At the end of the 28th round in the German Bundesliga, Hamburg have a narrow 1-0 away victory over Kaiserslautern to thank for lifting them out of the relegation play-off spot and out of harm’s way for now.
It was the club’s 1st win in 7 league games, a much-needed recovery after suffering 5 losses within that stretch of fixtures. Unfortunately, this wasn’t the start of problems for HSV. Indeed, at the beginning of the current league campaign, HSV had to wait 7 games before registering their 1st victory. In between that bad patch of form, manager Michael Oenning was given a pink slip.
Since Thorsten Fink took over in October 2011, progress has been gradual. His record of 12 games won, 8 drawn and 7 lost isn’t bad, but he has much work to do yet if he is to spare this reputable club the humiliation of getting relegated. But what is the extent of HSV’s problems?
Problems at the Back
This is rather predictable. The eye-browing raising part of this issue, however, is the extent of HSV’s defensive woes. For starters, they have the worst home record in the division, picking up a measly 2 wins and losing an incredible 7 times on home soil, picking up a petty 11 points in total. HSV haven’t been that bad at home for quite some time. They’ve also kept just 5 clean sheets all season, including just 2 at home.
In addition, they’ve lost 12 times already this season. Over 28 fixtures, that’s an average of a loss every 2 or so games. At that rate, they would lose 15 games by the end of the season. The last time they lost so many was in the 04/05 season when they finished 8th. Currently, they’re 15th, 10 points off Wolfsburg who occupy that 8th position.
They have conceded 50 goals thus far this season (4th worst in the Bundesliga), a rate of 1.8 goals per game. At that rate, they look set to concede 61 goals. They haven’t conceded that many in a while — evidence that there are indeed dire problems in defense.
They have also conceded more shots (421*, an average of 15 per game) than they’ve attempted (370, an average of 13 per game). They also foul an average of 17 times per game — 6th highest in the league.
Surely, these statistics point to a clear lack of discipline, concentration, and organization at the back. No doubt, they explain to a great extent why HSV are having the worst season they’ve had for a long time. Fink needs to organize his rearguard. They’re already in the midst of a relegation battle. Failure to right the wrongs in defense may see the unthinkable finally happen to this prestigious club. Problems don’t exist just at the back, however.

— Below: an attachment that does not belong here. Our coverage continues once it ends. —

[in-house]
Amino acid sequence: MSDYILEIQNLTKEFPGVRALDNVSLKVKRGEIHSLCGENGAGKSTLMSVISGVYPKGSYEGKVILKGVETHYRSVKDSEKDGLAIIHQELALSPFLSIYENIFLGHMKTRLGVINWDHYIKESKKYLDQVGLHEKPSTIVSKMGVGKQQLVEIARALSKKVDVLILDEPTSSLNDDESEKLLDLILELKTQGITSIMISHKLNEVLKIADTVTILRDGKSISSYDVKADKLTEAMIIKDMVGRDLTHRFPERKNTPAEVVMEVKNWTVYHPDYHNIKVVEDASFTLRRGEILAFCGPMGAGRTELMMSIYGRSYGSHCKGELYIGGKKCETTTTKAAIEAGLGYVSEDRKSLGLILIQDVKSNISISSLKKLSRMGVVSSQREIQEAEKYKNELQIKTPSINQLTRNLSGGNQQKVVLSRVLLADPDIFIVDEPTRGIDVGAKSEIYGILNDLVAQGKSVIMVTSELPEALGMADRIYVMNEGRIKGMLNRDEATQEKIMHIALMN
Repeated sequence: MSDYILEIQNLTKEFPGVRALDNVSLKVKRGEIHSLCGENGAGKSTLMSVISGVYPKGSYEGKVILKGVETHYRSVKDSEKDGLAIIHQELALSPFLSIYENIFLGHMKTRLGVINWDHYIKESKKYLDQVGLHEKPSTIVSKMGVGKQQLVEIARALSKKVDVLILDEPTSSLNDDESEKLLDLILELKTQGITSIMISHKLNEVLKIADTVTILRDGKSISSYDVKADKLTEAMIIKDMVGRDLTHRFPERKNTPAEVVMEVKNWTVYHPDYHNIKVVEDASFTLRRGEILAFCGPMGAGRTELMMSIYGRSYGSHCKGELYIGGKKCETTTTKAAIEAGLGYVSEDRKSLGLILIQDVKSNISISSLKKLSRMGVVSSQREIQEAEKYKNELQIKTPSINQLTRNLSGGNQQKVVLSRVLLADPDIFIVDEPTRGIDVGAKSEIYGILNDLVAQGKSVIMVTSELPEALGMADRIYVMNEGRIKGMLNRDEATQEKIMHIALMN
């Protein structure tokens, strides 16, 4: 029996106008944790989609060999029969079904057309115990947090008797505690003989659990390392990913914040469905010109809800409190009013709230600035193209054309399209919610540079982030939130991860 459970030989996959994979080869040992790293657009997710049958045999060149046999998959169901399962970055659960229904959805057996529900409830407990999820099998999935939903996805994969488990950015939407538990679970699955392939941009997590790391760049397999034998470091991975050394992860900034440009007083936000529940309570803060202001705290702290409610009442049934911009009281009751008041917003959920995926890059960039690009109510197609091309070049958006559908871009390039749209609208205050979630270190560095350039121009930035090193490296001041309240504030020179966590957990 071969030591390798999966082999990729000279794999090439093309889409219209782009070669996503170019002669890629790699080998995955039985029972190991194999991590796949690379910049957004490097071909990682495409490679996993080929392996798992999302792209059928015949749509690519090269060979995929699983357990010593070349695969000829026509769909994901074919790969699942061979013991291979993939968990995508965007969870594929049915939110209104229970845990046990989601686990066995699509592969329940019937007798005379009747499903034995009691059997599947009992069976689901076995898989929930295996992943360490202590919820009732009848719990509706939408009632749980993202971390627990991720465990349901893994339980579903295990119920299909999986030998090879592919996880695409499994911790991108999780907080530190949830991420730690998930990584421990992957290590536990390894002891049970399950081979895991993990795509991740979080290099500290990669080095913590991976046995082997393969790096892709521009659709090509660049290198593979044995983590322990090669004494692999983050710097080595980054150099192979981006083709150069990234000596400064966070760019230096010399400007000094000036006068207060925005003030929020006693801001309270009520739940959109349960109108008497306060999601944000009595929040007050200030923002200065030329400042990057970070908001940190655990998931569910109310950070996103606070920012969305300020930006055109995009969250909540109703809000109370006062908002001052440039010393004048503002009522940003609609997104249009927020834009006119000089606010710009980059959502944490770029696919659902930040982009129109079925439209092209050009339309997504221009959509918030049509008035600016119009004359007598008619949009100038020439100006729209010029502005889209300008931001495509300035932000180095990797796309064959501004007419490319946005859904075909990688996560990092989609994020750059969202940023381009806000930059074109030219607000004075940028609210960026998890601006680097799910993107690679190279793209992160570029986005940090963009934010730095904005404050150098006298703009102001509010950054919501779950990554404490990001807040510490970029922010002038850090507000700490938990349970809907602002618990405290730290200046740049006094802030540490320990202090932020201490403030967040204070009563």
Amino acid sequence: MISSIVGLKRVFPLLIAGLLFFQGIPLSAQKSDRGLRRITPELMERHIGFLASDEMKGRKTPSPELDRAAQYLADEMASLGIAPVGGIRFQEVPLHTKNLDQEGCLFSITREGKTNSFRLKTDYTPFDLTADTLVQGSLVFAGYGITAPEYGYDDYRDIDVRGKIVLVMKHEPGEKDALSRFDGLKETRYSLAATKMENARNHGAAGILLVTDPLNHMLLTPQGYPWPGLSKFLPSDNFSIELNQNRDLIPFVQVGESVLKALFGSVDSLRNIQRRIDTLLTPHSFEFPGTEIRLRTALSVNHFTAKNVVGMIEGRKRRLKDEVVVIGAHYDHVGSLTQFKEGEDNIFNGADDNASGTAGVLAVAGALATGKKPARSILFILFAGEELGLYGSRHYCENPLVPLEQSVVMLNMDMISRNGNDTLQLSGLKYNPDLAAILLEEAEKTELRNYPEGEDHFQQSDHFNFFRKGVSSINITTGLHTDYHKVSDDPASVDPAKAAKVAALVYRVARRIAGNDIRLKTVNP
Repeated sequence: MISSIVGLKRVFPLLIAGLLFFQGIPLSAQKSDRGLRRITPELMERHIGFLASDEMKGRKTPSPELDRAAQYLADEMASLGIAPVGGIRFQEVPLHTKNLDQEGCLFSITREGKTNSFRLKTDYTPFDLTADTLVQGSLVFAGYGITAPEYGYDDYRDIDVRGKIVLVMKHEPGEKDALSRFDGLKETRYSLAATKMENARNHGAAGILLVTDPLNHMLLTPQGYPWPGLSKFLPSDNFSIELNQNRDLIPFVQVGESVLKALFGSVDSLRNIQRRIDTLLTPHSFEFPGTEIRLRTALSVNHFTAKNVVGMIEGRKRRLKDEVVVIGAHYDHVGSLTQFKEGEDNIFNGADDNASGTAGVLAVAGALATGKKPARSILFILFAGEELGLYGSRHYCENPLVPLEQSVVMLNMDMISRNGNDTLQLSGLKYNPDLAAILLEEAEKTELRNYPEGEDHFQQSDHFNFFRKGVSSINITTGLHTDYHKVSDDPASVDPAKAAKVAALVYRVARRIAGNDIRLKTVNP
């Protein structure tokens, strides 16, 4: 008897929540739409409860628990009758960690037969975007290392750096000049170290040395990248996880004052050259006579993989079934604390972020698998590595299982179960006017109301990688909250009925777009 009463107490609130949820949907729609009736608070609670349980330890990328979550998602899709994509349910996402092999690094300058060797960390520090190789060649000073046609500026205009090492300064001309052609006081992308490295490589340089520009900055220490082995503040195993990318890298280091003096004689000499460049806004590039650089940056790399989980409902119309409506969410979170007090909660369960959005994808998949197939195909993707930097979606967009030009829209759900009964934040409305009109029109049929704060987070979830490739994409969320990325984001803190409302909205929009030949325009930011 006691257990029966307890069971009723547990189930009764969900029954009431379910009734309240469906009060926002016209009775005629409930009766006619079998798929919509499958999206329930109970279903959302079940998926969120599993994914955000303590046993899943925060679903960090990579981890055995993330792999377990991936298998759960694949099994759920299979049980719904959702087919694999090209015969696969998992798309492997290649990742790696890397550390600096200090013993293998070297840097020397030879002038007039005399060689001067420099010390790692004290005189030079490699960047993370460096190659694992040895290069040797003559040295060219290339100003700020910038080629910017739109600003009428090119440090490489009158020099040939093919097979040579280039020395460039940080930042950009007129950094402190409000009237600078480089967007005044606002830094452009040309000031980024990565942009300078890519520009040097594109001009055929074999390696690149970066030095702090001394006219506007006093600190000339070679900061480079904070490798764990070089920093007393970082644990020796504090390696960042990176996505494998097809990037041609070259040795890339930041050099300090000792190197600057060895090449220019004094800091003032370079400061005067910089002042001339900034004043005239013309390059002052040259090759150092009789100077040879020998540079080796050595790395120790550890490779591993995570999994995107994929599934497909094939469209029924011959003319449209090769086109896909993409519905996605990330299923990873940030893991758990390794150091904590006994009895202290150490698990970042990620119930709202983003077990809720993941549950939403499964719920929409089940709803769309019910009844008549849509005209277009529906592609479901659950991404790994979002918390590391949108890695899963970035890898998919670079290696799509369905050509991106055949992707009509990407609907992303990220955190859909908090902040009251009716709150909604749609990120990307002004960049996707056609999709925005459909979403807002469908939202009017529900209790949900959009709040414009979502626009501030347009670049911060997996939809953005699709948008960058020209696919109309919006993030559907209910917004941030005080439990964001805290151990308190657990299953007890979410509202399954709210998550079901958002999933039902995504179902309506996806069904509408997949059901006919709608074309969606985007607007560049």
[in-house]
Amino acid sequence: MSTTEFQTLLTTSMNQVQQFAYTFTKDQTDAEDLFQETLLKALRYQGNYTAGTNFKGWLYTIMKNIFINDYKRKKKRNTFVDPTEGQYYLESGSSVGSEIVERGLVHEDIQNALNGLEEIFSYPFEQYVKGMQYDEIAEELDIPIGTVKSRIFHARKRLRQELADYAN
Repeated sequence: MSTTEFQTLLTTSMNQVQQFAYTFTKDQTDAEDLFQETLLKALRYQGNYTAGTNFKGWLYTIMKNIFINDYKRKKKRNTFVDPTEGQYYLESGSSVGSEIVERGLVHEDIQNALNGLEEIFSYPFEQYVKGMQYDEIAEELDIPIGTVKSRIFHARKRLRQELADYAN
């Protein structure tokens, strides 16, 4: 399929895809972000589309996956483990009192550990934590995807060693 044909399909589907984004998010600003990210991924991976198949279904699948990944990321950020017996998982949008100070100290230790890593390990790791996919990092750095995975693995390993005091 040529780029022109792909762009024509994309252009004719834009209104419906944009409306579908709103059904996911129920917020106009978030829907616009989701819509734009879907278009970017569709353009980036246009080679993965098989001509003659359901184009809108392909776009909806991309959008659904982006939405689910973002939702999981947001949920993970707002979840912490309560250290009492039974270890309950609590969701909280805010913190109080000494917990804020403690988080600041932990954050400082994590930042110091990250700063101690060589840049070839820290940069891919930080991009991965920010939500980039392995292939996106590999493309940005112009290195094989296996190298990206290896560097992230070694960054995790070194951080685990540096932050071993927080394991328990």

Poor Quality Finishing
HSV’s tally of 32 goals scored is the 6th worst in the Bundesliga. Averaging just 1.1 goals a game, the club is heading toward a final season tally of 39 goals — their lowest return for many years, adding to the belief that this is truly a season to forget for HSV. These problems shouldn’t exist for Hamburg, however. Why?
Hamburg create enough chances for themselves. Indeed, they’ve scored an impressive 11 goals from set-pieces; their overall pass accuray of 79% as well as their average possession per game of 52% aren’t bad; and they complete the 3rd highest amount of dribbles per game in the league (17). Basically, they can play the football and create the chances. However, they have a serious problem when it comes to putting those chances away.
The club’s leading goal tally is 6 goals, shared by Mladen Petric and José Paolo Guerrero. Both have a chance conversion percentage of just over 10%. This is nowhere near the league’s leading finishers like Mario Gomez (23 goals), Claudio Pizarro (16 goals), Klaas-Jan Huntelaar (22 goals), and Lukas Podolski (17 goals), for example, who all average more than twice that percentage. So, there is certainly a gulf in class between the strikers at other Bundesliga clubs and those of HSV.
Another factor to consider is the lack of awareness concerning the offside trap. Hamburg are caught offside an average of 4 times a game — the 3rd most times in the league. Surely, some extra work on the training ground to help time runs would help fix this problem.
Something else Thorsten Fink can rectify is the area of the field most utilised when going forward. 40% of HSV’s attacks come down the left wing, where Dennis Aogo and Marcell Jansen patrol. However, the fact that Gökhan Töre is Europe’s most potent dribbler, averaging 5.7 per game (more than Lionel Messi who averages 4.9), should be enough encouragement to attack down the right wing a bit more.
Currently, there is a 7% gap between both flanks as far as HSV’s attacking play goes. The preference for the left wing is a bit understandable, though, given the fact that Dennis Aogo is the club’s most successful crosser of the ball, completing an impressive 30.3% of them, compared to Töre’s 26.2%, which isn’t bad either in fairness. Fink must strike a balance given the quality he has at his disposal in this regard. Once he does, the team stands to benefit a great deal, once they put those created chances away.
In football, mistakes are punished more often than not. Hamburg have been made to learn this lesson the hard way. This season must be used as a tough learning experience. To survive the drop, Thorsten Fink has to do all that he can to ensure that his team tighten up at the back and be more productive in the final third.
The signing of René Adler would certainly help the team’s cause defensively. The former Germany No.1 goalkeeper is still highly-regarded despite his terrible injury record to date. More additions are needed if this reputable club is to push on from this nightmare of a season. Such a turnaround isn’t impossible. After all, we’ve seen Borussia Monchengladbach impress hugely this campaign despite struggling in seasons past. Why can’t lightning strike twice?
*- Stats courtesy of whoscored.com